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Hurricane Idalia is intensifying as it heads toward Florida, where it’s expected to make landfall Wednesday morning, bringing once-in-a-lifetime strength and storm surge levels to parts of the state’s Gulf Coast.
Florida officials have already told some people to flee, closed schools and shuttered a major airport in preparation for the storm’s impact.
The hurricane is due to hit as a Category 3, bringing powerful winds and a potential storm surge of 10 to 15 feet to the Big Bend area. That would stack a wall of seawater halfway up the second floor of an average building.
The Tampa Bay area could see storm surge of 4 to 7 feet. Anything greater than four feet of storm surge inundation in the Tampa Bay area would set a new record there. Six feet of surge inundation would set a record in Cedar Key on the southern side of the Big Bend.
While other storms, like Hurricane Ian, have produced higher storm surge, these levels would be unprecedented for this part of the Florida Gulf Coast.
Idalia may also bust precedent as the first major hurricane in at least 172 years to track into Apalachee Bay in the sparsely populated Big Bend region, according to the National Hurricane Center and its Tallahassee office.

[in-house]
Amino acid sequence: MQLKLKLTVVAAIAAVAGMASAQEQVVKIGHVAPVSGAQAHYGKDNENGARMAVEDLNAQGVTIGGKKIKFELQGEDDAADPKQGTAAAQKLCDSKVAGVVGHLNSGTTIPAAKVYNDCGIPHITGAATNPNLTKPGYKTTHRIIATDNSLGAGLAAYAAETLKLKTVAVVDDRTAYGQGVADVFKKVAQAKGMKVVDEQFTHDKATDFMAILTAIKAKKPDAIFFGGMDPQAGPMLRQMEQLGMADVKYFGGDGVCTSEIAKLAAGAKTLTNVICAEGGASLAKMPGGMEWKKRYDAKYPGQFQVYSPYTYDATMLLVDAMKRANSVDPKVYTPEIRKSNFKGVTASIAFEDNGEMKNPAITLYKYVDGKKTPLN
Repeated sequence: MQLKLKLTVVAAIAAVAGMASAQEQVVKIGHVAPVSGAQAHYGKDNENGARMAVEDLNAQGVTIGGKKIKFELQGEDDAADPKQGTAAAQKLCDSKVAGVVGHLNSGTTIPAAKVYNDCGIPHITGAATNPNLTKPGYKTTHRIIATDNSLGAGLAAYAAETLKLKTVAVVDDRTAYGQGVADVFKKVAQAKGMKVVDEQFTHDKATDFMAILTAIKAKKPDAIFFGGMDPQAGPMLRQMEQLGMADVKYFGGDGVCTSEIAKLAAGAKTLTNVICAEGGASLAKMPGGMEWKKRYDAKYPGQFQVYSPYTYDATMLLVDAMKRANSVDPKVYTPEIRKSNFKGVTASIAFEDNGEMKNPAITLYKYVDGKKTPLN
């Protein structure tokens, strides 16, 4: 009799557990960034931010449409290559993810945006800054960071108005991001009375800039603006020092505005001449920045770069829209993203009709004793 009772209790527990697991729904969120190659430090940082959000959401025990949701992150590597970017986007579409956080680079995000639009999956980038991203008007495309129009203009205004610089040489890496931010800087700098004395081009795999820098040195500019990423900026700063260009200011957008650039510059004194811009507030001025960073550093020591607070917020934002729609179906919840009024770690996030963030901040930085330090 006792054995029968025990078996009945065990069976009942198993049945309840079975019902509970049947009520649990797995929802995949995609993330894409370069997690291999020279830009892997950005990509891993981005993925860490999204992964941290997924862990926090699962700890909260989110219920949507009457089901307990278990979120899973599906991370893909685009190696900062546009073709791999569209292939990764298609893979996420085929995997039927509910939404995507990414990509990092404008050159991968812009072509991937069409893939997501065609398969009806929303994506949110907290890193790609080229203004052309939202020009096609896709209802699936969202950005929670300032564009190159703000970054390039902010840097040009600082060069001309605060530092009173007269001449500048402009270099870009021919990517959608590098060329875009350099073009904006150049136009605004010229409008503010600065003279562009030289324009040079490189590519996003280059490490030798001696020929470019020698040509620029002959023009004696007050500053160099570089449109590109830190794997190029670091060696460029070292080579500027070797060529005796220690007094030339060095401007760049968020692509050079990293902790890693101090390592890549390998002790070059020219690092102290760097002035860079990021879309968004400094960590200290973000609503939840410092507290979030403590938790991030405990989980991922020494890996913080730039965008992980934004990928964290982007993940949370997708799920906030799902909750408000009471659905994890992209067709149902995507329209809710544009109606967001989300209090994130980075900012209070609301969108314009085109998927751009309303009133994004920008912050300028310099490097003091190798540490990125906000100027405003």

“Don’t mess with this one,” the office said.
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While the center of the hurricane isn’t expected to make landfall in the Tampa area, any wobble or shift in its track over the next 12 hours dramatically increases the region’s surge levels, which are already forecast to be dangerous.
Urban search and rescue teams are on standby from the Federal Emergency Management Agency, while the Army Corps of Engineers is set to support power generation missions, FEMA Administrator Deanne Criswell told “CNN This Morning” on Tuesday.
Beware of flood risk and heed evacuation orders, she advised, noting, “The No. 1 killer in all of these storms is water, whether it’s the storm surge that’s going to happen at the coast or the excessive rainfall that might happen inland that causes urban flash flooding.”
State and local officials reminded residents they often don’t have to go far – tens of miles, versus hundreds – to get to a safer place.
“You do not have to leave the state,” Florida Gov. DeSantis said Tuesday. “Get to higher ground in a safe structure. You can ride the storm out there and go back to your home.”
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Before landfall, Idalia could produce a few tornadoes Tuesday along the west central Florida coast and by Tuesday night northward into the Big Bend.
Storm surge – when a storm’s winds push the ocean onshore – could force water to rise up to 15 feet in parts of northern Florida, with “the deepest water … along the immediate coast in areas of onshore winds, where the surge will be accompanied by large and dangerous waves,” the hurricane center warned.